Sequel to A Bond of Three
It is twenty years since the Bond of Three returned to Teruna. The kingdom of Kandor, once Teruna’s enemy, seeks help and sends its finest warrior, Dainon, on a diplomatic mission. A solitary man since his wife and child died, Dainon is unable to explain why an encounter with a young man on a beach rocks his world to its core.
Prince Arrio of Teruna has always been attracted to men but has never acted on it—until he meets Dainon. Headstrong Arrio goes after what he wants, despite his fathers’ advice. But when Prince Kei arrives unexpectedly, Arrio finds himself drawn to both men. Is history repeating itself?
Prince Kei has his first taste of freedom and is shocked when the visions that have plagued him since childhood become reality. The three men embark on a voyage of discovery. No one has foreseen the day, however, when the arrival of a stranger threatens to destroy their bond.
How delightful it was to find myself in Teruna, again! A Bond of Three was in my top 10 for 2015 and getting to spend time in Teruna again was like taking a long vacation in your favorite city. And though we get to spend time with King Tanish, Prince Feyar and Prince Sorran, and see the love they so obviously share with one another has not only survived, but thrived, this story is not theirs. Do read A Bond of Three, first, if you haven't already, though. I really think you'll get more out of this story if you have read the first book.
Keeping with the mythology that was laid out in A Bond of Three, A Bond of Truth is about a predestined union of three men; two of whom are Seruani, and the third who is not. Dainon is a warrior from Kandor, sent to Teruna on a mission of mercy to seek information and aid. He is in his early 40's and is a widower. Princes Kei and Arrio are both 20 or 21 and though they know of each other, they have never met. Kei is heir to the throne of Vancor and is the much younger brother of Sorran, from A Bond of Three and Arrio is the adopted son of Sorran, Feyar and Tanish, who was found at the very end of A Bond of Three, and the heir to the throne of Teruna.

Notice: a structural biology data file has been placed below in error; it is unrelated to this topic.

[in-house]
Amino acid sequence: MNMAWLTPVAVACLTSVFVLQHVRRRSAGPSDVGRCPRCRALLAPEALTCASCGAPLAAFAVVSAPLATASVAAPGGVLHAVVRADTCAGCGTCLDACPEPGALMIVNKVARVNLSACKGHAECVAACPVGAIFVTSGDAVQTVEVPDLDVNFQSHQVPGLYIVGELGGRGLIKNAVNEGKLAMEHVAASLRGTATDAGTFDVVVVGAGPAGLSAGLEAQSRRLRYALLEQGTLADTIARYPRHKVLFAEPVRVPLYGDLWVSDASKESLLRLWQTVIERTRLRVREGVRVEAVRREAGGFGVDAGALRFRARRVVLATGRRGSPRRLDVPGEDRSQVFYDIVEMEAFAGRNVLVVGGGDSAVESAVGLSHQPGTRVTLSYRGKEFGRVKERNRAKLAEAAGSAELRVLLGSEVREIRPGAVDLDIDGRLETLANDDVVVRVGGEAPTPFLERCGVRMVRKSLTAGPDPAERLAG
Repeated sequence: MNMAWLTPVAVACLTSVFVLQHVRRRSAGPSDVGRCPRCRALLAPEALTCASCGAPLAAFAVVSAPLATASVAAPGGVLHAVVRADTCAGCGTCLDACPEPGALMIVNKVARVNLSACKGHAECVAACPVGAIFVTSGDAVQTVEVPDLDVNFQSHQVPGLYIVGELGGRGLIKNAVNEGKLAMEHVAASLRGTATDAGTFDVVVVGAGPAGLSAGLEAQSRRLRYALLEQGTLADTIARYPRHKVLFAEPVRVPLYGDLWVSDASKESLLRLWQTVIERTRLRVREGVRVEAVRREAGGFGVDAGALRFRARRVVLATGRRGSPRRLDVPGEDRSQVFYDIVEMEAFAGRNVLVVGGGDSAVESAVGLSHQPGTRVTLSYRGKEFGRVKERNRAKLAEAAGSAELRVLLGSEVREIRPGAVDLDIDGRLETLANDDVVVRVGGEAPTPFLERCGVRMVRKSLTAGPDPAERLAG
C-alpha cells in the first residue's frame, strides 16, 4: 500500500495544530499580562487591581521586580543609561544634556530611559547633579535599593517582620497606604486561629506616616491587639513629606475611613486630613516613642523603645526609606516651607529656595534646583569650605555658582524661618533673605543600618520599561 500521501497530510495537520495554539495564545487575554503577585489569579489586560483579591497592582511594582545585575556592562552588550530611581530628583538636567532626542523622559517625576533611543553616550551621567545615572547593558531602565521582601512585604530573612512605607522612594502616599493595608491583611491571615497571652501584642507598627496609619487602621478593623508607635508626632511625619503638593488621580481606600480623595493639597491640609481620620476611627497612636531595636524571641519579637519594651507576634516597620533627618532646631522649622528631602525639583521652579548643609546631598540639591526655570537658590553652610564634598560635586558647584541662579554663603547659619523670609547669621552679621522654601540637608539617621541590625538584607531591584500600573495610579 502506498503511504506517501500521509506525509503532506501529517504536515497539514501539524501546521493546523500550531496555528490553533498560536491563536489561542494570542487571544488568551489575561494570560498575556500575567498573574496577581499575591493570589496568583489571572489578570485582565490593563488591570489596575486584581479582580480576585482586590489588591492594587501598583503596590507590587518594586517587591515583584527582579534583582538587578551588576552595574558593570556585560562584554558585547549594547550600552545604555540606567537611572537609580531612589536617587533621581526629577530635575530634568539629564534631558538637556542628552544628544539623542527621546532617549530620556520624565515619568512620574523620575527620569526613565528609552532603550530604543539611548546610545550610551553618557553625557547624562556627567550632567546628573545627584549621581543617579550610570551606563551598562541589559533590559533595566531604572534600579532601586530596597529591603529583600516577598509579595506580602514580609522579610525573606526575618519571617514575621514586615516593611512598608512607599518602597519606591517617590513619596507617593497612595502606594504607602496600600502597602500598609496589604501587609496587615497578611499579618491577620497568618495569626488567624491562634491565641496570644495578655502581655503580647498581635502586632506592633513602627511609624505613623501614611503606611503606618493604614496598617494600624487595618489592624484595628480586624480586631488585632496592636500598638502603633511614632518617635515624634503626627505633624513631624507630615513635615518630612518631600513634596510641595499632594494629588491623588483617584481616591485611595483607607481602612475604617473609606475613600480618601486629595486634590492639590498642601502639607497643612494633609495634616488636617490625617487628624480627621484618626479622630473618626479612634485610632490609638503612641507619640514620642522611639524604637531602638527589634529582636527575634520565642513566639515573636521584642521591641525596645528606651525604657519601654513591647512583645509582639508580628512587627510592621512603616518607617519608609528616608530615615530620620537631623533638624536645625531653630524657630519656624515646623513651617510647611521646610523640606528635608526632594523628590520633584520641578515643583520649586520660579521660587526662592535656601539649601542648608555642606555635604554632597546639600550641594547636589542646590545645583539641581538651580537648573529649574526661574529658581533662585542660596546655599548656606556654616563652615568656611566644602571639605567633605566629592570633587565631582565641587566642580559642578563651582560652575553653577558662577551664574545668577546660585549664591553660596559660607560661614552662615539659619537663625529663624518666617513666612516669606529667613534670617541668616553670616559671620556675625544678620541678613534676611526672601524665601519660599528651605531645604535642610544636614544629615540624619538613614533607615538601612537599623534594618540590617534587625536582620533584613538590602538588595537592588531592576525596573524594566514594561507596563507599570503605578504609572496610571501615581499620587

Do keep in mind that though Kei and Arrio are 'uncle' and 'nephew', they are not blood related and they have never met before now. Their feelings toward each other are far from familial, from the very start. Like A Bond of Three, our three MC's in A Bond of Truth know that there is something special about their attraction to one another. Dainon, however, does not understand it's significance, it's so foreign to his experience, and thus he does not trust it. He's felt this strong of an attraction only once before, and that was with his wife. Plus, he's never been with another man, much less two and of the three of them, Dainon is the most untrusting of those feelings. Arrio's fathers have cautioned him to take things more slowly, but of course, youth is not known for patience. So, there are many misunderstandings and Dainon, especially, doesn't know how to proceed. He's from a land where same sex unions are illegal and a union of three is even more outlandish.
Though A Bond of Truth didn't resonate with me as much as the previous book, I still really enjoyed it. And up until the major plot twist, which mirrored A Bond of Three a bit too much, I felt this was a solid 4 star read. However, that plot twist was not only very predictable, which I would easily forgive, but it was so obviously preventable that I was left shaking my head. No way would King Tanish and his consorts not insist upon using all the tools at their disposal to find the truth, and no way would Kei or Dainon have been so lackadaisical, either. So that whole part of the story did not ring true for me at all. The rest of the story, however, I loved. It was sexy and sweet and sometimes very hot.
I was happy to see that Kandor was no longer an enemy, but with their decimated population, unlike Teruna and Vancor, Kandor had laws against same sex unions. But with the aid proposals that Turuna gives them, they are faced with many changes. Of course, Kandor makes those changes seem way too easy, but at the same time, it was lovely to see a people adapt so quickly. It speaks of hope and love and I wholly approve of both.
I also loved how the resolution of the impending royal wedding played out. The ending was so wonderful, it made me want to stay in Teruna a while longer. No one does a high fantasy menage story like KC Wells!
ARC of A Bond of Truth was generously provided, by the publisher, in exchange for an honest review.
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